Place of medical qualification and outcomes of UK General Medical Council “fitness to practise” process: cohort studyBMJ 2011; 342 doi: https://doi.org/10.1136/bmj.d1817 (Published 05 April 2011) Cite this as: BMJ 2011;342:d1817
- Charlotte Humphrey, professor of health care evaluation1,
- Shaista Hickman, research associate1,
- Martin C Gulliford, professor of public health2
- 1Florence Nightingale School of Nursing and Midwifery, King’s College London, London SE1 8WA, UK
- 2Department of Primary Care and Public Health Sciences, King’s College London, London SE1 3QD
- Correspondence to: C Humphrey
- Accepted 1 February 2011
Objectives To evaluate whether country of medical qualification is associated with “higher impact” decisions at different stages of the UK General Medical Council’s (GMC’s) “fitness to practise” process after allowing for other characteristics of doctors and inquiries.
Design Retrospective cohort study.
Setting Medical practice in the United Kingdom.
Participants 7526 inquiries to the GMC concerning 6954 doctors.
Main outcome measures Proportion of inquiries referred for further investigation at initial triage by the GMC, proportion of inquiries investigated that were subsequently referred for adjudication, and proportion of inquiries resulting in doctors being erased or suspended from the medical register; relative odds of higher impact decisions, by country of qualification, adjusted for doctors’ sex, years since primary medical qualification, medical specialty, source and type of inquiry, and nature of allegations.
Results Of 7526 inquiries, 4702 concerned doctors who qualified in the UK, 624 concerned doctors who qualified elsewhere in the European Union (EU), and 2190 concerned doctors who qualified outside the EU. At the initial triage, 30% (n=1398) of inquiries concerning doctors who qualified in the UK had a high impact decision, compared with 43% (267) for doctors who qualified elsewhere in the EU and 46% (998) for those who qualified outside the EU. The adjusted relative odds of an inquiry being referred for further investigation were 1.67 (95% confidence interval 1.28 to 2.17) for doctors who qualified elsewhere in the EU and 1.61 (1.38 to 1.88) for those who qualified outside the EU, compared with doctors who qualified in the UK. At the investigation stage, 5% (228) of inquiries received concerning UK qualified doctors were referred for adjudication, compared with 10% for EU (63) or non-EU (221) qualified doctors. The adjusted relative odds of referral for adjudication were 2.14 (1.46 to 3.16) for doctors who qualified elsewhere in the EU and 1.68 (1.31 to 2.16) for those who qualified outside the EU. At the adjudication stage, 1% (69) of inquiries received concerning UK qualified doctors led to erasure or suspension, compared with 4% (24) for doctors who qualified elsewhere in the EU and 3% (71) for non-EU qualified doctors. The adjusted relative odds of erasure or suspension were 2.16 (1.22 to 3.80) for doctors who qualified elsewhere in the EU and 1.48 (1.00 to 2.19) for those who qualified outside the EU.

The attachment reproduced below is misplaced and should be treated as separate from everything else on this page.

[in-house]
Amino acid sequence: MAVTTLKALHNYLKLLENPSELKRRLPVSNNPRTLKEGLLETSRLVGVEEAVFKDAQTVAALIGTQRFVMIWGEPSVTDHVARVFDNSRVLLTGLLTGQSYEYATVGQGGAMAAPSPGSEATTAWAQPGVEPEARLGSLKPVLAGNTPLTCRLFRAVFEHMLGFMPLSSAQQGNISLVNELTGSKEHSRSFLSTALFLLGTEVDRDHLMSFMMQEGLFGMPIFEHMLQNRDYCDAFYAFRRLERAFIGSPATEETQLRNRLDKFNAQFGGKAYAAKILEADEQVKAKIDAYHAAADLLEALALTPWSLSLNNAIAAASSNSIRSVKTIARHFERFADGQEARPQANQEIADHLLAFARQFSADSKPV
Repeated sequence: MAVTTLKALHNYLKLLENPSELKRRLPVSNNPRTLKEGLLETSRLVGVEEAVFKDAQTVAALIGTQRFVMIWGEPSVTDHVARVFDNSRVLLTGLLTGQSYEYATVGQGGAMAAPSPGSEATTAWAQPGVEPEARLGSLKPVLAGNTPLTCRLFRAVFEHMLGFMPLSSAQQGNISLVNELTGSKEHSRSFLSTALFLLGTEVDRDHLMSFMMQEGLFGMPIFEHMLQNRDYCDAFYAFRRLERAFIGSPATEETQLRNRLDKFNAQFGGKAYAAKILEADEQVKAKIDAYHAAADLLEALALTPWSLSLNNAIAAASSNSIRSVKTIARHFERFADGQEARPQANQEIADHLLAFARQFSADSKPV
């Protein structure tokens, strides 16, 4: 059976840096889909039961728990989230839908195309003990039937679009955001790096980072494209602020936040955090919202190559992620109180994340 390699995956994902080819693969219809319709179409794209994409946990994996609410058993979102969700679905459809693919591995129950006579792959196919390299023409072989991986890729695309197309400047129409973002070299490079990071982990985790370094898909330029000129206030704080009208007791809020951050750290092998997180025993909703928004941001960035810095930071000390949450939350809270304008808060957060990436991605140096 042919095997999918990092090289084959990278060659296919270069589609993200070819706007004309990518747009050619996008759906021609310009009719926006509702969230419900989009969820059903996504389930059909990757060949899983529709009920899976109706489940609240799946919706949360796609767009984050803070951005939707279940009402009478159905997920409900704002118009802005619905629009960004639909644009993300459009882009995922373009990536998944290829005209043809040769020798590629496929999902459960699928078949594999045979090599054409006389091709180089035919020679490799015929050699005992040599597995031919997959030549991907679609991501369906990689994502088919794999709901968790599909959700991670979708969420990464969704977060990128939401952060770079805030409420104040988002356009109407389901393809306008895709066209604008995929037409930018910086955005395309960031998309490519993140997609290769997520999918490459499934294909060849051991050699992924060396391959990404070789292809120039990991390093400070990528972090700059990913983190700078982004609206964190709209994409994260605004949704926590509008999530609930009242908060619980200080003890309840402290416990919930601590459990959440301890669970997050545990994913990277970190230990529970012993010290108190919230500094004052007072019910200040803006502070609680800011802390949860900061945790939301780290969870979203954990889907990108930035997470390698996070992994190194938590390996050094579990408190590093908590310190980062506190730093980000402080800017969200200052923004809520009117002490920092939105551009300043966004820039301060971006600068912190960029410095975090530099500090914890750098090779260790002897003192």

Conclusions Inquiries to the GMC concerning doctors qualified outside the UK are more likely to be associated with higher impact decisions at each stage of the fitness to practice process. These associations were not explained by measured inquiry related and doctor related characteristics, but residual confounding cannot be excluded.
We thank Aneez Esmail, Debbie Cohen, James Nazroo, Celia Davies, and Celia Roberts for their valuable comments and feedback during oral presentations of the data. We are grateful to staff at the GMC who assisted our access to the fitness to practise data.
Contributors: CH and MCG were responsible for the conception and design of the study. SH and MCG did the statistical analysis of data. All authors had full access to all of the data and can take responsibility for its integrity and the accuracy of the analysis. CH, MCG, and SH drafted the manuscript and completed critical revisions. All authors approved the final manuscript. CH and MCG are the guarantors.
Funding: The study was funded by the Economic and Social Research Council (RES-153-25-0101) through the ESRC Public Services Programme Third Call. The ESRC was not involved in data collection, analysis, or interpretation or in writing this manuscript.
Competing interests: All authors have completed the Unified Competing Interest form at www.icmje.org/coi_disclosure.pdf (available on request from the corresponding author) and declare that they have no non-financial interests that may be relevant to the submitted work.
Ethical approval: Ethical approval for the study was granted by the King’s College London Research Ethics Committee on 31 July 2008.
Data sharing: No additional data available.
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